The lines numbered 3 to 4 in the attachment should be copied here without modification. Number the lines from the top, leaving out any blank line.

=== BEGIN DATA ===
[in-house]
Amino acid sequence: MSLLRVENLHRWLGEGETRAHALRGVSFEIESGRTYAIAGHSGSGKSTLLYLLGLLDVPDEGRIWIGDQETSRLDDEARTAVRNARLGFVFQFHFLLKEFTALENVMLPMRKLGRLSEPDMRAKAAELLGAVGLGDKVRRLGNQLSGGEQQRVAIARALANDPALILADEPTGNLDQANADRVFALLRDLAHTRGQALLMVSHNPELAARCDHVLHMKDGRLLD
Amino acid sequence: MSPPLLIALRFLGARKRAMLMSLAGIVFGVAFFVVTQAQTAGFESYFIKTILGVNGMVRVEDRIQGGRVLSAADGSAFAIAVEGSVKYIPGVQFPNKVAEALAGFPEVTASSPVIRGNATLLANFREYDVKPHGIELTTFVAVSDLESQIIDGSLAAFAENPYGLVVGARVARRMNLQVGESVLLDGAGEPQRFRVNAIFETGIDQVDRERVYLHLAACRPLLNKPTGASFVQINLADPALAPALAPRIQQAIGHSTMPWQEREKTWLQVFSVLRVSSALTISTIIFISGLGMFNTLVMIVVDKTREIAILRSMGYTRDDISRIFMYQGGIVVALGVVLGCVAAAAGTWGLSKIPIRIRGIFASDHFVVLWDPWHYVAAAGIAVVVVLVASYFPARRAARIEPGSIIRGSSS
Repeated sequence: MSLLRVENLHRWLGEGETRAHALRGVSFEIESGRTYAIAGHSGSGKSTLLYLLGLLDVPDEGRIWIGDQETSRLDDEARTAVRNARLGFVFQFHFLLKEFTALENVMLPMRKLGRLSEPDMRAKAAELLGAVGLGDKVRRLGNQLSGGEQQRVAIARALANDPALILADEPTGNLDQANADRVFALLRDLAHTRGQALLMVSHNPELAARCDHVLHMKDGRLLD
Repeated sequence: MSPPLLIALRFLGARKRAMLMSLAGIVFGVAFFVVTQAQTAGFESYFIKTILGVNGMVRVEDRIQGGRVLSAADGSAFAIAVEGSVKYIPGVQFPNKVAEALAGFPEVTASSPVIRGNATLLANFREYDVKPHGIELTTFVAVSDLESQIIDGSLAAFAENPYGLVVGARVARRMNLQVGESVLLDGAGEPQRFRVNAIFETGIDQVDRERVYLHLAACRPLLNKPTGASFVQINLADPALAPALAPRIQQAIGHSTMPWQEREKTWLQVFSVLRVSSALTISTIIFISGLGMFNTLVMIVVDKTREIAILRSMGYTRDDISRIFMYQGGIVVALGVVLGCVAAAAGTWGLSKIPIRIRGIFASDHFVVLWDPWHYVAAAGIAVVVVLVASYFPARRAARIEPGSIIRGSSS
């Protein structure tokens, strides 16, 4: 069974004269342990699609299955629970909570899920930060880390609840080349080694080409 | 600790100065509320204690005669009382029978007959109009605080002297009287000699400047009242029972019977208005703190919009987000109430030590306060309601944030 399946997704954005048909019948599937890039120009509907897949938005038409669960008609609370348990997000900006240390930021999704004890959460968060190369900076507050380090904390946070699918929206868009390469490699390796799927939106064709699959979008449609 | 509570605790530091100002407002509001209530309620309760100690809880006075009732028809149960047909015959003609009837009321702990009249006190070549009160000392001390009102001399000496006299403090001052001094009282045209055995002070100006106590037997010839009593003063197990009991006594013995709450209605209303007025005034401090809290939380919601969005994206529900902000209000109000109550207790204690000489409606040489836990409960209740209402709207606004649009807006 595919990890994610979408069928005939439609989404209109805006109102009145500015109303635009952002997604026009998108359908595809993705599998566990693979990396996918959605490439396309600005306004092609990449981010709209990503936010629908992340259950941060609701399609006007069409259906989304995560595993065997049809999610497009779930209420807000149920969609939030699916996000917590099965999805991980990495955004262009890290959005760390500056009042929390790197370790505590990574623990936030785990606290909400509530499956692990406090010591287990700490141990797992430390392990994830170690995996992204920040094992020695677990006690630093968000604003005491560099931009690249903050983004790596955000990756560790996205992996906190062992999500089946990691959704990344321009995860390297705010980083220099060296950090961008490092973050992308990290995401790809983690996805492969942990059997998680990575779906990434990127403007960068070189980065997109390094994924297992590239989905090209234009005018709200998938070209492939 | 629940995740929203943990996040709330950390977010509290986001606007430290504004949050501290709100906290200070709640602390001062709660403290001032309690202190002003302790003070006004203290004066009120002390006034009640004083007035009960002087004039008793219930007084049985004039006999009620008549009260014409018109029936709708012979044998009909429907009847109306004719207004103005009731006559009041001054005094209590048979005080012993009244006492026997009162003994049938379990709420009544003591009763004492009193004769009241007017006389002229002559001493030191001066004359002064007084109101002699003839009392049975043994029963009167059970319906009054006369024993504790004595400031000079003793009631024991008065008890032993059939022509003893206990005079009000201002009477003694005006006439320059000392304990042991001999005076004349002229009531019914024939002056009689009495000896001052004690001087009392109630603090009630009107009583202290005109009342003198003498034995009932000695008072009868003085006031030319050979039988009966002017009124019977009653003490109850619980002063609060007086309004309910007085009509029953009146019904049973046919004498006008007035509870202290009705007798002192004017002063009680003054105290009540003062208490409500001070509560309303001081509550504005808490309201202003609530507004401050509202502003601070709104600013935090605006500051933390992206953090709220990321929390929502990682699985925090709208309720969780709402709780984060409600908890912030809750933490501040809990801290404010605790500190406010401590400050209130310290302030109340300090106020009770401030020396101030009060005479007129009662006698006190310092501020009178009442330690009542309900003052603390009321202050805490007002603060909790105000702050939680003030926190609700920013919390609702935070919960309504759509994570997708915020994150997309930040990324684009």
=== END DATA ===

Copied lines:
Amino acid sequence: MSPPLLIALRFLGARKRAMLMSLAGIVFGVAFFVVTQAQTAGFESYFIKTILGVNGMVRVEDRIQGGRVLSAADGSAFAIAVEGSVKYIPGVQFPNKVAEALAGFPEVTASSPVIRGNATLLANFREYDVKPHGIELTTFVAVSDLESQIIDGSLAAFAENPYGLVVGARVARRMNLQVGESVLLDGAGEPQRFRVNAIFETGIDQVDRERVYLHLAACRPLLNKPTGASFVQINLADPALAPALAPRIQQAIGHSTMPWQEREKTWLQVFSVLRVSSALTISTIIFISGLGMFNTLVMIVVDKTREIAILRSMGYTRDDISRIFMYQGGIVVALGVVLGCVAAAAGTWGLSKIPIRIRGIFASDHFVVLWDPWHYVAAAGIAVVVVLVASYFPARRAARIEPGSIIRGSSS
Repeated sequence: MSLLRVENLHRWLGEGETRAHALRGVSFEIESGRTYAIAGHSGSGKSTLLYLLGLLDVPDEGRIWIGDQETSRLDDEARTAVRNARLGFVFQFHFLLKEFTALENVMLPMRKLGRLSEPDMRAKAAELLGAVGLGDKVRRLGNQLSGGEQQRVAIARALANDPALILADEPTGNLDQANADRVFALLRDLAHTRGQALLMVSHNPELAARCDHVLHMKDGRLLD